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AFNORTH's James Barata centers the ball against Florence's Damiano Pacchiani in a Division II semifinal at the DODEA-Europe soccer finals in Reichenbach, Germany, Wednesday, May 23, 2018.
AFNORTH's James Barata centers the ball against Florence's Damiano Pacchiani in a Division II semifinal at the DODEA-Europe soccer finals in Reichenbach, Germany, Wednesday, May 23, 2018. (MICHAEL ABRAMS/STARS AND STRIPES)

Defending champions Kaiserslautern, AFNORTH and Brussels face significant threats to their title reigns as the 2019 DODEA-Europe boys soccer season opens this weekend.

Division I The Kaiserslautern Raiders have gone through several iterations in recent seasons. They were frustrated contenders in 2015 and 2016, falling short in heartbreaking semifinals. They were conquering titans in 2017, an undefeated champion unrivalled in skill, depth and technical sophistication. And they were the resolute reigning champs in 2018, winning a second straight title in a gritty sequel to the prior season’s glamour and glitz.

So what’s next for the Raiders?

Returning coach Enrique John has just four returning players on his roster, and he’ll lean heavily on non-seniors such as defenders Colin Dyer and Elijah Daniels and forward Jahiem Allen. But John remains typically optimistic.

“This year we have a pretty rounded team, a lot of young players mixed in with the experienced returning players,” John said. “I’m looking forward to seeing what comes out of it.”

Among Kaiserslautern’s primary threats are the teams it beat for its two titles: the Stuttgart Panthers, who clawed their way into the 2018 final before taking a 2-1 loss to Kaiserslautern, and the Ramstein Royals, who fell 3-1 to the rival Raiders in the 2017 title match and entered the 2018 postseason an undefeated top seed before faltering against Stuttgart in the semis.

Meanwhile, the Wiesbaden Warriors will look to blast through the glass ceiling that has kept them from advancing to the championship game. Coach Ben Arcila said he’d like his squad to “develop into an offense-minded team” that can outshoot and outscore opponents. Senior forward Tyrese Harris will headline that effort, while senior center backs Anthony Hall and Joshua Scahill lead the Warrior defense.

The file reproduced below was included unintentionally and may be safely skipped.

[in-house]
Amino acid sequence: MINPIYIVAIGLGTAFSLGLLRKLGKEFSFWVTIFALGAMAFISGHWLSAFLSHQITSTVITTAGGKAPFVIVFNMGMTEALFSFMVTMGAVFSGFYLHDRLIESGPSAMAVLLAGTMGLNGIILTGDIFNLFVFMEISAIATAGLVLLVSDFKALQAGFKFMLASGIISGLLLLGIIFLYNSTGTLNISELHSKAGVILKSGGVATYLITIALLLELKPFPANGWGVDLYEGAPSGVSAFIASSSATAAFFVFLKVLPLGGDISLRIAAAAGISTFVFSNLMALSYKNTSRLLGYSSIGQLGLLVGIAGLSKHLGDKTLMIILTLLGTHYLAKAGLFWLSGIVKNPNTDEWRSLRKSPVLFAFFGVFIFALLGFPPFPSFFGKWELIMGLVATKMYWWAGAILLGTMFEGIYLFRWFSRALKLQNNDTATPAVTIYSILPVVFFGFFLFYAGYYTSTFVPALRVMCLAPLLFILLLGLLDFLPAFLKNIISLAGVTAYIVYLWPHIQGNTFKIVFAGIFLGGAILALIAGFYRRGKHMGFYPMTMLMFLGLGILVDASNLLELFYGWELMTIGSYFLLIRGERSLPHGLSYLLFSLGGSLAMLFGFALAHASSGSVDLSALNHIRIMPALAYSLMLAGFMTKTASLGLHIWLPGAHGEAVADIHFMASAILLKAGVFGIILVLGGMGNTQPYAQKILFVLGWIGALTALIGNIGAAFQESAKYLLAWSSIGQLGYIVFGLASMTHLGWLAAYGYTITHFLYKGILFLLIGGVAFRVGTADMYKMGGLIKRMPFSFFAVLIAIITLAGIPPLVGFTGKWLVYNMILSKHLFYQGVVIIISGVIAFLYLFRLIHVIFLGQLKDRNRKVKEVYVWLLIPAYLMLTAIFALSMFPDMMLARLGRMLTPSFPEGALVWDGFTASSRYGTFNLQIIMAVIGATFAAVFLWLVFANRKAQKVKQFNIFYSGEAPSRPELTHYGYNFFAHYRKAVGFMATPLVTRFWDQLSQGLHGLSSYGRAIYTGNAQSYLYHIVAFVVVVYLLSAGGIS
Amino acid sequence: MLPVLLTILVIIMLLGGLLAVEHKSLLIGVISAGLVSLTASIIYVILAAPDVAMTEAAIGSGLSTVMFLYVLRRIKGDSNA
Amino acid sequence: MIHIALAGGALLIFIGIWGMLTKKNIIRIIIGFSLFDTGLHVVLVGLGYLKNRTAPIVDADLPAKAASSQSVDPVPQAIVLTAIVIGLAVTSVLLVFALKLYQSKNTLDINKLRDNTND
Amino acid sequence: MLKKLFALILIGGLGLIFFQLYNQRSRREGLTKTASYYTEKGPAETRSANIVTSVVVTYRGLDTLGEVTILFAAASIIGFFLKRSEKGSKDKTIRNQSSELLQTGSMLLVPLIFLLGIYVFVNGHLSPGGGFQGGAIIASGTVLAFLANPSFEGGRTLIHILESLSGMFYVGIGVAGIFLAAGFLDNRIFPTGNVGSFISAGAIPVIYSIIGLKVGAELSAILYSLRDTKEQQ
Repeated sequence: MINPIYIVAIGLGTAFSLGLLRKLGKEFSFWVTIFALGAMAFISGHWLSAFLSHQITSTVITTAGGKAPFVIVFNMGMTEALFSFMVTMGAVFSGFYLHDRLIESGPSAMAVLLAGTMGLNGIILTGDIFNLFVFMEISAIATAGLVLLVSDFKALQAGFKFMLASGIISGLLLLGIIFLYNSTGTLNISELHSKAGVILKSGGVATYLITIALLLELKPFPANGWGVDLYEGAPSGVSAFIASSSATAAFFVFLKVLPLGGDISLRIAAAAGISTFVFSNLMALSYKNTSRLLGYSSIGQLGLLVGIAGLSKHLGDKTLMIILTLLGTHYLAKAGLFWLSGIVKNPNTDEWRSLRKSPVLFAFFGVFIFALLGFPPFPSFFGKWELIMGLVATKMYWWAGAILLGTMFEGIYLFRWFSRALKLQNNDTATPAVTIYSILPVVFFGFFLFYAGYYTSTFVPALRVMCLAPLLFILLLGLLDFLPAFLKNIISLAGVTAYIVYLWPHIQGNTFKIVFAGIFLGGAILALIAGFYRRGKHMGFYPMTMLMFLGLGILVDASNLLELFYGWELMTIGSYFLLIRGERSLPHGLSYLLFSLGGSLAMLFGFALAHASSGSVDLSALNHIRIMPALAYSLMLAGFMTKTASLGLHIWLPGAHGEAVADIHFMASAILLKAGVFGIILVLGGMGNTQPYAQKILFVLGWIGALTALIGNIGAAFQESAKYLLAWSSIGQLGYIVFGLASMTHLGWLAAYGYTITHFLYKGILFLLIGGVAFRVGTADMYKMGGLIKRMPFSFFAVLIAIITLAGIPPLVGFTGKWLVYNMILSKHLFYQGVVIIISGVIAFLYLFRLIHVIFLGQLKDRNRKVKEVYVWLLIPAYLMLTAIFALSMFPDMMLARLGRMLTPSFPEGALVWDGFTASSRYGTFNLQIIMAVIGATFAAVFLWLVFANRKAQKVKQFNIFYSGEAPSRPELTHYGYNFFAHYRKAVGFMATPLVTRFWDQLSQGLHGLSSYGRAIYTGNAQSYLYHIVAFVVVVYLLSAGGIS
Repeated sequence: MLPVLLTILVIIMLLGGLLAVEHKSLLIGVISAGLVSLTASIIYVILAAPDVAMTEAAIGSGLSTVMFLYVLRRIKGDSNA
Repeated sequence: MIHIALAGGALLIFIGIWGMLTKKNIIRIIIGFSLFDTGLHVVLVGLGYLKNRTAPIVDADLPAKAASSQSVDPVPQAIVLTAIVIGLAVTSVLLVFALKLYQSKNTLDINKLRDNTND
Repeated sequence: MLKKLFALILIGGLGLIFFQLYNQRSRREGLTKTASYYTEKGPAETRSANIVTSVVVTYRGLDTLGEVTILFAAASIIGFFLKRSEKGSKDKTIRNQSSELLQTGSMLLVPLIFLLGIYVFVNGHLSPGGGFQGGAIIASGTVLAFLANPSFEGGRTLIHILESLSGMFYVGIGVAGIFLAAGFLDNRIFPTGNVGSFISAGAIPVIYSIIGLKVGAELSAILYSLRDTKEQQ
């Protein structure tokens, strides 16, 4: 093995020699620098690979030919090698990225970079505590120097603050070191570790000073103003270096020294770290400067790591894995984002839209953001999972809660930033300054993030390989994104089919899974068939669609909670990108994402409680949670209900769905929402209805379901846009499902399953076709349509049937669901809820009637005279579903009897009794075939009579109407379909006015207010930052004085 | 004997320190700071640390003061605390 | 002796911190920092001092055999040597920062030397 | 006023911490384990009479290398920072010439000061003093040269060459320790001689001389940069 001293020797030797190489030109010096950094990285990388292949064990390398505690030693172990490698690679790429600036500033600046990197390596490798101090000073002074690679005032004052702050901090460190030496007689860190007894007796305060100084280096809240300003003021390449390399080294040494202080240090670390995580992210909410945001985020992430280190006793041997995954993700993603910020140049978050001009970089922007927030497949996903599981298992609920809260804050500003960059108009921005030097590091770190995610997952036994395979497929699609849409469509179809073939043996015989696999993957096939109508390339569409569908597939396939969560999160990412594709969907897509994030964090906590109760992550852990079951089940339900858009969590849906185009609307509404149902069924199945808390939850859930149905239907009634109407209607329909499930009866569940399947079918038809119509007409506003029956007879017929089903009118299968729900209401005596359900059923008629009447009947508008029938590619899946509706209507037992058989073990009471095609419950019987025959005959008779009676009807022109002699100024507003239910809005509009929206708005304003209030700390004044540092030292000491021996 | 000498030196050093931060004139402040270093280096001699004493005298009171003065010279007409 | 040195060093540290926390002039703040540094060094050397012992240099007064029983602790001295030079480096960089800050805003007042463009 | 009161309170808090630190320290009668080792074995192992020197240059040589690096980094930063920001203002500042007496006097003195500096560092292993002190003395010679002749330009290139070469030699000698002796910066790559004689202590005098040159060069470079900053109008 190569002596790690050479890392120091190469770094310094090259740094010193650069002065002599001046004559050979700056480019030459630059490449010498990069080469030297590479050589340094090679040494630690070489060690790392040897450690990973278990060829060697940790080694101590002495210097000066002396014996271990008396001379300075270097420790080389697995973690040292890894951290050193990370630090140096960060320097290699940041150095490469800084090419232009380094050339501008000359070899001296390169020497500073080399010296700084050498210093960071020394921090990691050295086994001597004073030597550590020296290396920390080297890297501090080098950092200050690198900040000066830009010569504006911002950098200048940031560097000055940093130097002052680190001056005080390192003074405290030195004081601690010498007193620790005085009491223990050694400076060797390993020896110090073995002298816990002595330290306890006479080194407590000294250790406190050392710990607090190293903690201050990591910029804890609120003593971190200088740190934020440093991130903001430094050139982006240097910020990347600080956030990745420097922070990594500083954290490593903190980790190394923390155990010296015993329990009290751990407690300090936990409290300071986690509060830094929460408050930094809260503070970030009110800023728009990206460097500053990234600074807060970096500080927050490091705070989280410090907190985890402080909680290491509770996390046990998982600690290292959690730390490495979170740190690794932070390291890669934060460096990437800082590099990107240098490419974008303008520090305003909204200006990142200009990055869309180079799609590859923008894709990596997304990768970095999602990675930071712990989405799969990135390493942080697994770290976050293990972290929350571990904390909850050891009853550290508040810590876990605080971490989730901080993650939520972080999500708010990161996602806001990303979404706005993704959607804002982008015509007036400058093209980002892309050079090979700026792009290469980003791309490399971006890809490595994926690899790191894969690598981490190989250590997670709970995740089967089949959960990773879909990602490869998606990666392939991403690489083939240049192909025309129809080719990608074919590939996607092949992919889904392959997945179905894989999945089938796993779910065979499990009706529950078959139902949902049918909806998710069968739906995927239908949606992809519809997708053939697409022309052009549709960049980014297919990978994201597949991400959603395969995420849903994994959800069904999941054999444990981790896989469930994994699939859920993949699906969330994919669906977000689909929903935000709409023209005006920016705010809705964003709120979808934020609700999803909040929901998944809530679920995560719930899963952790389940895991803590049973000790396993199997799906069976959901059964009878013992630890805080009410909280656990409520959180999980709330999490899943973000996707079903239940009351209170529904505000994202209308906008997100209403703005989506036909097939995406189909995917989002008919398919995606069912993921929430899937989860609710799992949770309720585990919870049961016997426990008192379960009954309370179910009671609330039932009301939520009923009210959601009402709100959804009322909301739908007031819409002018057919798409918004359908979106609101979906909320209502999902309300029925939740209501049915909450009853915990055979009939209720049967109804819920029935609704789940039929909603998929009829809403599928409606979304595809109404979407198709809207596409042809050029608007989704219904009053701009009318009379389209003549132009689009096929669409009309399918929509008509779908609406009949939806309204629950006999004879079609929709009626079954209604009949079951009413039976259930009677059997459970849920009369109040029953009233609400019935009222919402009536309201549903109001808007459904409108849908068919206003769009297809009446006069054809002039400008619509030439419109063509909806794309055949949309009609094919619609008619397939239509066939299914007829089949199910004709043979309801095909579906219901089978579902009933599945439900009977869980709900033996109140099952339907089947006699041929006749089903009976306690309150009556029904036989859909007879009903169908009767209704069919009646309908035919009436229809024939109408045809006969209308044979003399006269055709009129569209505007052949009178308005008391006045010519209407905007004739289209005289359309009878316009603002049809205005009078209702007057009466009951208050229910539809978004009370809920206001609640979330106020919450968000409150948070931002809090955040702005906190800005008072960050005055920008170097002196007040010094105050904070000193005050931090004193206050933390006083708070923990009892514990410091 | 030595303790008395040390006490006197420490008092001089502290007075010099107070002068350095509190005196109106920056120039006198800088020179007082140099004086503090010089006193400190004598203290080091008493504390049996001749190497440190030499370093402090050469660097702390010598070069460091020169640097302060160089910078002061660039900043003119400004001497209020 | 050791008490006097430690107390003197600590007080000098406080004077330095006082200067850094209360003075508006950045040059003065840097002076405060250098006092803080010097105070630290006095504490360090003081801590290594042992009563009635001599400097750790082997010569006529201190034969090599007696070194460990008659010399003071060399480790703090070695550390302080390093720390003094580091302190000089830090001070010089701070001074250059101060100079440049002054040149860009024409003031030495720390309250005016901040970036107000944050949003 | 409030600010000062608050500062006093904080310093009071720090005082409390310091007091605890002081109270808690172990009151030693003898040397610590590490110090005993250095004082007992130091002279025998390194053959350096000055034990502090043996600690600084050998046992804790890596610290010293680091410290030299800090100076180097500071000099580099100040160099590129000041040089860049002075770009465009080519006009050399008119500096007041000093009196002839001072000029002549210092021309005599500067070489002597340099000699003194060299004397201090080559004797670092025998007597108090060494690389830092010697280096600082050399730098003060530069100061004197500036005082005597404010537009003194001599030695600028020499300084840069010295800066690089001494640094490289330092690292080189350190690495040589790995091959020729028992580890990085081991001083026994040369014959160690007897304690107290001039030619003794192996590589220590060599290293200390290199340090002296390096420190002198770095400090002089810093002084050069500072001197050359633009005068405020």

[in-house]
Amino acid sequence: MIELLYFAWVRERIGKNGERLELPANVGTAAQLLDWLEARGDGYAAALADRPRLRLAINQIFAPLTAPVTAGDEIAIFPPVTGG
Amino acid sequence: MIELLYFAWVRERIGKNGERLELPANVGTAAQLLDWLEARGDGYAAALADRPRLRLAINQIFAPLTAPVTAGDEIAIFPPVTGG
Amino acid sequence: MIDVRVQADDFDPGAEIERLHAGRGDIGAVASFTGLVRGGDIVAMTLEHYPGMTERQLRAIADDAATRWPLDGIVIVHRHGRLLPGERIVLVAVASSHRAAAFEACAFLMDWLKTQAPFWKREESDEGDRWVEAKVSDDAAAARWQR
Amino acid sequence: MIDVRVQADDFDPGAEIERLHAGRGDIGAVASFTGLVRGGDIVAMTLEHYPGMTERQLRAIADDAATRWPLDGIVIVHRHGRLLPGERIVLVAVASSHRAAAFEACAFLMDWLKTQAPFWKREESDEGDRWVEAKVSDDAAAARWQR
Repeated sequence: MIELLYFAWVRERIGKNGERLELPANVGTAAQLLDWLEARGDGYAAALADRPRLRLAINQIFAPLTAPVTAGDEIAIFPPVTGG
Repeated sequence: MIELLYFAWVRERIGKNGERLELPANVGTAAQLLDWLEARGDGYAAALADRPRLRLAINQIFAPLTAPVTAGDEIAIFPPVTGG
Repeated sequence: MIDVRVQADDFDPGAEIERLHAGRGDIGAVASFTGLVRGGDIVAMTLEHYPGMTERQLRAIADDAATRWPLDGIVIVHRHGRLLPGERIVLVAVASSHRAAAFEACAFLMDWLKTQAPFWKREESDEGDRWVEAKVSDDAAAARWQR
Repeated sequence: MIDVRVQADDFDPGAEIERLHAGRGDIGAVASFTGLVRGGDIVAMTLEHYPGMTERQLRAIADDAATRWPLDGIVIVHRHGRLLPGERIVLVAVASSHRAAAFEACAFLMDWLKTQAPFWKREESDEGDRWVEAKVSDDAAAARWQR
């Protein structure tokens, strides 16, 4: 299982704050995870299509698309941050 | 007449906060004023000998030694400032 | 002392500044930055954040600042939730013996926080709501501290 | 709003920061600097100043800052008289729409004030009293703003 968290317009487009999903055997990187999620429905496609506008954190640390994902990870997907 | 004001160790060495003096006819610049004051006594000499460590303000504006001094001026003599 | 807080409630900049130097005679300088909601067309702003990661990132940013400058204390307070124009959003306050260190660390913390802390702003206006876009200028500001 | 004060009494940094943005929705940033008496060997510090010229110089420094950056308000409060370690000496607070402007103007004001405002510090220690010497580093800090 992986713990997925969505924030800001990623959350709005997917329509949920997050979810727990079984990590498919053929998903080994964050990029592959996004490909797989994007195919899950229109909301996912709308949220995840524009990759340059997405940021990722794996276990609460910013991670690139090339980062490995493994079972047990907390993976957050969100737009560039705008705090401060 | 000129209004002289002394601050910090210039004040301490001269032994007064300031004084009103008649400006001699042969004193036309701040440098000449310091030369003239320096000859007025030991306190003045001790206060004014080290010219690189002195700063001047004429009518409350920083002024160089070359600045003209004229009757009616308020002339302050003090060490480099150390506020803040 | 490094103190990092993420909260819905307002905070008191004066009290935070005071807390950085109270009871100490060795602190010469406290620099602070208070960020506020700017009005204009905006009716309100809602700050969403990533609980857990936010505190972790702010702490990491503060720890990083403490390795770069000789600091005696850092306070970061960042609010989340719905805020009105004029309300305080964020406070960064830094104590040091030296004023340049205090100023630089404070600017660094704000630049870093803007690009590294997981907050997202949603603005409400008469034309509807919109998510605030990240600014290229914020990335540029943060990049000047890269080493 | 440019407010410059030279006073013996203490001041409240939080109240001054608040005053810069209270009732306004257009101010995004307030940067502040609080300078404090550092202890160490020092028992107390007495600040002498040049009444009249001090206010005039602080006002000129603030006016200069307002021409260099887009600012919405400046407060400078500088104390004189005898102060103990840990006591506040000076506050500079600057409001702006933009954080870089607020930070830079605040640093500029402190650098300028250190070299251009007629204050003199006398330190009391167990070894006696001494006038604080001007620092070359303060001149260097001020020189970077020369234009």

Those four southwestern German powers will also face challenges beyond each other, including 2017 semifinalists SHAPE and Naples, the latter of which returns nine starters from its 2018 roster, and the promising Vilseck Falcons. New head coach Mary Corrigan said her team has added “a number of strong, swift and skilled players” to a solid core of seven returning starters.

Division II The Marymount Royals have long been the team to beat in DODEA-Europe’s middle division. That’s exactly what the AFNORTH Lions did last spring.

AFNORTH stunned two-time reigning champion Marymount in a 2-1 title-match victory last spring, avenging the mercy-rule beating it absorbed against the Royals in 2016. Now it’s the Lions presenting a target for the dangerous Division II field, but the defending champions seem plenty capable of standing their ground.

New coach Mike Miano fields a team of 12 returning players, including eight of the 11 starters from last year’s game. Forward James Barata, the MVP of last year’s tournament, is back to spearhead the offense alongside fellow senior Victor Soriano. And the Lions scatter more proven seniors around the field, specifically midfielder Guillermo Rodriguez and defenders Nicolas Aponte and Lasse Bohlen.

It’s safe to expect Marymount to renew its efforts after last year’s setback, just as it did after its 2016 championship-game loss to upstart Bahrain. Marymount’s local rival American Overseas School of Rome, the runner-up in 2017 and third-place finisher in 2018, also remains a constant threat.

Black Forest Academy, meanwhile, is eager for a championship breakthrough similar to those enjoyed by Bahrain and AFNORTH in recent years. The Falcons have 10 returning players back from last year’s group and are stinging from sitting out the semifinals over the last two seasons.

“This team is quite motivated after some disappointing finishes the last few years,” BFA coach Isaac Michaels said.

Division III None of last year’s six boys and girls European soccer champions won as overwhelmingly as the Brussels Brigands, who enjoyed an undefeated Division III regular season, a dominant run through the small-school tournament and a 7-0 victory over overmatched Ansbach in the championship match.

While a third straight title isn’t out of the question, success won’t come so readily for this year’s Brussels squad. The Brigands are undertaking a rebuilding project with just three returning players as a foundation.

Ansbach, the runner-up to Brussels in 2017 and 2018, will again field a co-ed boys soccer squad this spring and will look to capitalize on any vulnerability displayed by the reigning champions. The Cougars have seven players back from their 2018 group.

Among the division’s other contenders are Alconbury, which won the 2016 title ahead of Brussels’ two year-streak, steady contender Sigonella and Division II transplant Spangdahlem.

Twitter: @broomestripes


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